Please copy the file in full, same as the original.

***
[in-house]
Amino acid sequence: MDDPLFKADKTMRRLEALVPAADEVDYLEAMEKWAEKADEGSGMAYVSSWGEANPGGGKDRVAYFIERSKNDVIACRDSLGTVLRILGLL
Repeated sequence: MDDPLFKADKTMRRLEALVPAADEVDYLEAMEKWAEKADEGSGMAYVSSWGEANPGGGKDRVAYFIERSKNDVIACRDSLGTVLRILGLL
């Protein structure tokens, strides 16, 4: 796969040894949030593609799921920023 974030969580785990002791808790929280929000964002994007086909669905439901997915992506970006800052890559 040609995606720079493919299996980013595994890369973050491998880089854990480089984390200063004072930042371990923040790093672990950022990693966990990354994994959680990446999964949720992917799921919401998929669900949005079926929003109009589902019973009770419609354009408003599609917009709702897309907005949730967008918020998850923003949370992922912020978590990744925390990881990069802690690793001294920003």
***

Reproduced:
[in-house]
Amino acid sequence: MDDPLFKADKTMRRLEALVPAADEVDYLEAMEKWAEKADEGSGMAYVSSWGEANPGGGKDRVAYFIERSKNDVIACRDSLGTVLRILGLL
Repeated sequence: MDDPLFKADKTMRRLEALVPAADEVDYLEAMEKWAEKADEGSGMAYVSSWGEANPGGGKDRVAYFIERSKNDVIACRDSLGTVLRILGLL
């Protein structure tokens, strides 16, 4: 796969040894949030593609799921920023 974030969580785990002791808790929280929000964002994007086909669905439901997915992506970006800052890559 040609995606720079493919299996980013595994890369973050491998880089854990480089984390200063004072930042371990923040790093672990950022990693966990990354994994959680990446999964949720992917799921919401998929669900949005079926929003109009589902019973009770419609354009408003599609917009709702897309907005949730967008918020998850923003949370992922912020978590990744925390990881990069802690690793001294920003």